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Ranch of St. Peter

Granted to:  Juan José Domínguez in 1784 by Governor Pedro Fages

Size:  75,000 acres

Location:  Los Angeles County

The Spanish explorer Sebastián Vizcaíno sailed along the California coast in 1602.  On November 29 he came upon a wide bay which he named San Pedro Bay in honor of Peter of Alexandria, a bishop from the 4th century whose feast day had just been celebrated.


Mission San Gabriel was established in 1771 on land some miles east of San Pedro Bay.  The padres at the mission used the land here for grazing their 20,000 head of cattle.  When the land grant of Rancho San Pedro was made, the padres at Mission San Gabriel objected.  They felt that the land should be reserved for their use.


Rancho San Pedro was the first large land grant made to an individual by a Spanish governor in California. 

Governor Pedro Fages had come to California with Gaspár de Portolá and Father Junípero Serra in 1769.  At that time, Fages was a captain in charge of the soldiers who accompanied the group.  Now that he was governor, Fages wanted to reward those soldiers who had been under his command.

Spain did not grant ownership of the land but simply the right to use the land.  When Mexico took control of California from Spain, those people who were holding Spanish land grants found it wise to request that the land be re-granted by the new governor.  Rancho San Pedro was re-granted in 1822 to Cristobal Domínguez.


Juan José Domínguez, the first owner of Rancho San Pedro,  was 65 years old when he came to California from Mexico.  He was a soldier with the Portolá expedition.  He requested the grant of rancho land, and received it in return for his military service under Fages.  At the time of the land grant, Domínguez was still a soldier, stationed at the San Diego Presidio. Even before receiving the rancho, Domínguez owned some cattle and horses which he kept on government-owned land near San Diego.


Rancho San Pedro was in the shape of a triangle that stretched from present-day Wilmington on the south to Compton on the northeast and to Redondo Beach on the northwest.  It included land near the mouth of the Los Angeles River.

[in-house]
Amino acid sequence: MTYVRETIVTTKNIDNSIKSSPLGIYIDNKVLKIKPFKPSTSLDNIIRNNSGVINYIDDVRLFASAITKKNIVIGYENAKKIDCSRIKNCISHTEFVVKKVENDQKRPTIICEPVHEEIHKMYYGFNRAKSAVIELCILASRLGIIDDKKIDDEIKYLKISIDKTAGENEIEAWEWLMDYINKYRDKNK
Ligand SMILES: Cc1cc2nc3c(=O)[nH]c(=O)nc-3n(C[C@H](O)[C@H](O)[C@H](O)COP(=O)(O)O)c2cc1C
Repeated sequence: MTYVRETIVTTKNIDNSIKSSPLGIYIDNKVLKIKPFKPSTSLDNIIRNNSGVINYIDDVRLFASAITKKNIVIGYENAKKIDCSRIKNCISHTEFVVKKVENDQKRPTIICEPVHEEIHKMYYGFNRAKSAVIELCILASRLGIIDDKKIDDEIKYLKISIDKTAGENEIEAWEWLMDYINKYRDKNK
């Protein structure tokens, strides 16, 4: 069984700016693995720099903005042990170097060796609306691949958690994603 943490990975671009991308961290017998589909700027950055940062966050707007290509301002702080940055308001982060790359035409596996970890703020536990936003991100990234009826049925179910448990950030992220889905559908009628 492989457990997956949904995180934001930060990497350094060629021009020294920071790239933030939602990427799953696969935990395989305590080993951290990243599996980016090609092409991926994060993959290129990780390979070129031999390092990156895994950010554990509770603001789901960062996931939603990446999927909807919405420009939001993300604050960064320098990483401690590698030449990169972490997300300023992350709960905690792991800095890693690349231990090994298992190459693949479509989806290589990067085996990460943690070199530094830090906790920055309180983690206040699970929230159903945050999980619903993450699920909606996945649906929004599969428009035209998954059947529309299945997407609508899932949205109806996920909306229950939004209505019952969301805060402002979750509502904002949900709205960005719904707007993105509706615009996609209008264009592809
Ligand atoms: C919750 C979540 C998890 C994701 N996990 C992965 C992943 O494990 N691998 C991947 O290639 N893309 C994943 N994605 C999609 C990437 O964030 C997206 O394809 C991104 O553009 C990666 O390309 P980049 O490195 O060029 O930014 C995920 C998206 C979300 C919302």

For a time after he received the grant of Rancho San Pedro, Juan Domínguez continued with his soldier duties at San Diego.  He sent a mayordomo, or manager, to take care of his new rancho.  Soon, however, he moved his herd of horses and 200 head of cattle from San Diego to the new rancho.  He built several huts in which he and the rancho vaqueros (cowboys) lived.

Domínguez was quite old by this time.  He was losing his eyesight, and he did not stay long at Rancho San Pedro. He did not build an adobe ranch house on his land.  He soon went to live at Mission San Juan Capistrano.

Domínguez, who had no children of his own, planned for Rancho San Pedro to go to his nephew, Cristóbal.  Until that time, he asked a friend to manage the rancho for him.  The friend let a soldier, Juan Sepúlveda, use part of the rancho.  After Juan Sepúlveda died, his children claimed ownership of this part of the rancho.  Though Cristóbal protested, in 1827 Governor José María de Echeandía  granted 31,629 acres to the Sepúlvedas as Rancho Palos Verdes.


Rancho San Pedro was often called the Domínguez Rancho.  The Domínguez family is one of the few early California families who were able to keep at least a part of the rancho granted to them before California became a state.  While Cristóbal Domínguez owned Rancho San Pedro, his son Manuel managed the rancho for him. 

In 1858, Manuel presented his claims for this rancho to the U.S. Land Commission and received title to 43,119 acres.  Don Manuel still owned more than 24,000 acres at the time of his death in 1882. 

The rancho was then divided among his six daughters.  Their children, too, kept ownership of the property.  They leased portions of it to oil drillers, airports, factories, shopping centers, and suburban development.  In the 1950s, however, the Domínguez family still owned portions of Rancho San Pedro.


In September 1846 the pueblo (town) of Los Angeles had surrendered to the American forces.  When Commodore Robert Stockton and Colonel John C. Frémont left the town with only 50 soldiers to guard it, the Californians revolted.  The American soldiers retreated until reinforcements arrived.  When they headed back toward Los Angeles on October 8, they were met at the Domínguez Rancho by a force of 120 mounted Mexicans led by José Antonio Carrillo.  The Mexicans were victors in this encounter, preventing the Americans from retaking Los Angeles at that time.


In 1864, General Phineas Banning purchased part of Rancho San Pedro from the Domínguez family.  Banning, the founder of the city of Wilmington, built a large home for his family here.  That home is now the Banning Residence Museum.  It contains a great deal of history about the Los Angeles area in the 1800s. 


The densely-populated center of the Los Angeles metropolitan area now covers the original Rancho San Pedro.  The towns of Carson, Compton, Dominguez, Gardena, Torrance, and Wilmington are built on Rancho San Pedro land.

A hint of the life of Rancho San Pedro can be gotten at the Domínguez Ranch Adobe.  This is the home built in 1826 by Don Manuel Domínguez, who lived here for more than 50 years.  The building and seventeen acres of land around it were given by the Domínguez family in 1924 to the Claretian Order, a religious group founded in Spain in 1849.  A chapel window in the Domínguez Ranch Adobe bears the words "Domínguez 1826."

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